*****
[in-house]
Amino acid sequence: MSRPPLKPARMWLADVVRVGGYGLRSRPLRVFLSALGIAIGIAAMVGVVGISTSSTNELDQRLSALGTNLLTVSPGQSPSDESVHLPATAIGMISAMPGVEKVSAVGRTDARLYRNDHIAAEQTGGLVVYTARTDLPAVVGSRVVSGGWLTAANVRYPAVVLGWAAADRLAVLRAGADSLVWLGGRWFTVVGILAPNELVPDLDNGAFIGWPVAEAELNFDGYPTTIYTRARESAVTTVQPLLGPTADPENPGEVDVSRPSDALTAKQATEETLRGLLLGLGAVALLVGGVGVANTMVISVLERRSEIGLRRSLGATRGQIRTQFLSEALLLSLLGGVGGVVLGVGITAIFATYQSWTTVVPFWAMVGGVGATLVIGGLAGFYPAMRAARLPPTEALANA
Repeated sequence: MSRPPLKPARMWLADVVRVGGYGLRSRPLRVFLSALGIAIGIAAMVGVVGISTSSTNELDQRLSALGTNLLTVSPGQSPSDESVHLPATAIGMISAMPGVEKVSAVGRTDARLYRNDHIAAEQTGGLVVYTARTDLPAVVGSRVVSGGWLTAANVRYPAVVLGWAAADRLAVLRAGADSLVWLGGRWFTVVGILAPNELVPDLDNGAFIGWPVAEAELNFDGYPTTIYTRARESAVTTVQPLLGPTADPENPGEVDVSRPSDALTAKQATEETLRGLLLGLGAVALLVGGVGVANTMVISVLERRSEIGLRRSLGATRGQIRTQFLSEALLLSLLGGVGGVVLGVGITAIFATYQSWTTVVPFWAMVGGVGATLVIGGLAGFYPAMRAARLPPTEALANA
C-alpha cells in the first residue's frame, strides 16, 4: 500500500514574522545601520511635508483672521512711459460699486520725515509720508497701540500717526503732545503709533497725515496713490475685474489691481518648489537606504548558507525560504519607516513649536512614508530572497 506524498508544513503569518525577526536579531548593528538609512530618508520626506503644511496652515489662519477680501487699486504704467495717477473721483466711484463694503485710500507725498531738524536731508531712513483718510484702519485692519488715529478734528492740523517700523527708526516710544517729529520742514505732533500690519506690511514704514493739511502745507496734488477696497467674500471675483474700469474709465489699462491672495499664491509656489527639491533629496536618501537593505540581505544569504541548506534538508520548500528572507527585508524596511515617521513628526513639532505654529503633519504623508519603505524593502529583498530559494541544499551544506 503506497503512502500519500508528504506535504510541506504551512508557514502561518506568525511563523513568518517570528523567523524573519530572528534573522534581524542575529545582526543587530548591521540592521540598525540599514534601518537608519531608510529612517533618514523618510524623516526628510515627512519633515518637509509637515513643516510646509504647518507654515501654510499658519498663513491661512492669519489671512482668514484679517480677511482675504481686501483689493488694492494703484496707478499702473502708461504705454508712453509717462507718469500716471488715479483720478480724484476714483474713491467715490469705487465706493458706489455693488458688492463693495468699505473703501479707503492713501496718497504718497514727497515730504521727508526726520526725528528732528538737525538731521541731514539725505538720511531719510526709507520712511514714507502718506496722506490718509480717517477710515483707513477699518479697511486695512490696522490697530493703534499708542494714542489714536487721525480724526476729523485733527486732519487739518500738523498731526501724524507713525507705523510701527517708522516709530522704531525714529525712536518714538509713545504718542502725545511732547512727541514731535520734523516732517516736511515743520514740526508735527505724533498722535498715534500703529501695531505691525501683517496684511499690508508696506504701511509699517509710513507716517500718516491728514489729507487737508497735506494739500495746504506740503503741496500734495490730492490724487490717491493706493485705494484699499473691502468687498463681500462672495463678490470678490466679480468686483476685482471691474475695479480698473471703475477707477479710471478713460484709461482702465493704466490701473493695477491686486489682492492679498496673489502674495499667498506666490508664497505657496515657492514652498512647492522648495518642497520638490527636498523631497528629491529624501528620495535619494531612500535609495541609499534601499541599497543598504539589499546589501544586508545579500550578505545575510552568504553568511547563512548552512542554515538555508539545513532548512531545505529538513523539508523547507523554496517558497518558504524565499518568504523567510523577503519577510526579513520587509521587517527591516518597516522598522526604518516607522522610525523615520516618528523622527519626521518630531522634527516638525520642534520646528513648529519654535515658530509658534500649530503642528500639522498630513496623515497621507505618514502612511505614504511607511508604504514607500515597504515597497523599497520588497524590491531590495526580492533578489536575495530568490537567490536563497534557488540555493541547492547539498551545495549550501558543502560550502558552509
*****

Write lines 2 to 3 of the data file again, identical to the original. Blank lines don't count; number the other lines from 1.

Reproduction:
Amino acid sequence: MSRPPLKPARMWLADVVRVGGYGLRSRPLRVFLSALGIAIGIAAMVGVVGISTSSTNELDQRLSALGTNLLTVSPGQSPSDESVHLPATAIGMISAMPGVEKVSAVGRTDARLYRNDHIAAEQTGGLVVYTARTDLPAVVGSRVVSGGWLTAANVRYPAVVLGWAAADRLAVLRAGADSLVWLGGRWFTVVGILAPNELVPDLDNGAFIGWPVAEAELNFDGYPTTIYTRARESAVTTVQPLLGPTADPENPGEVDVSRPSDALTAKQATEETLRGLLLGLGAVALLVGGVGVANTMVISVLERRSEIGLRRSLGATRGQIRTQFLSEALLLSLLGGVGGVVLGVGITAIFATYQSWTTVVPFWAMVGGVGATLVIGGLAGFYPAMRAARLPPTEALANA
Repeated sequence: MSRPPLKPARMWLADVVRVGGYGLRSRPLRVFLSALGIAIGIAAMVGVVGISTSSTNELDQRLSALGTNLLTVSPGQSPSDESVHLPATAIGMISAMPGVEKVSAVGRTDARLYRNDHIAAEQTGGLVVYTARTDLPAVVGSRVVSGGWLTAANVRYPAVVLGWAAADRLAVLRAGADSLVWLGGRWFTVVGILAPNELVPDLDNGAFIGWPVAEAELNFDGYPTTIYTRARESAVTTVQPLLGPTADPENPGEVDVSRPSDALTAKQATEETLRGLLLGLGAVALLVGGVGVANTMVISVLERRSEIGLRRSLGATRGQIRTQFLSEALLLSLLGGVGGVVLGVGITAIFATYQSWTTVVPFWAMVGGVGATLVIGGLAGFYPAMRAARLPPTEALANA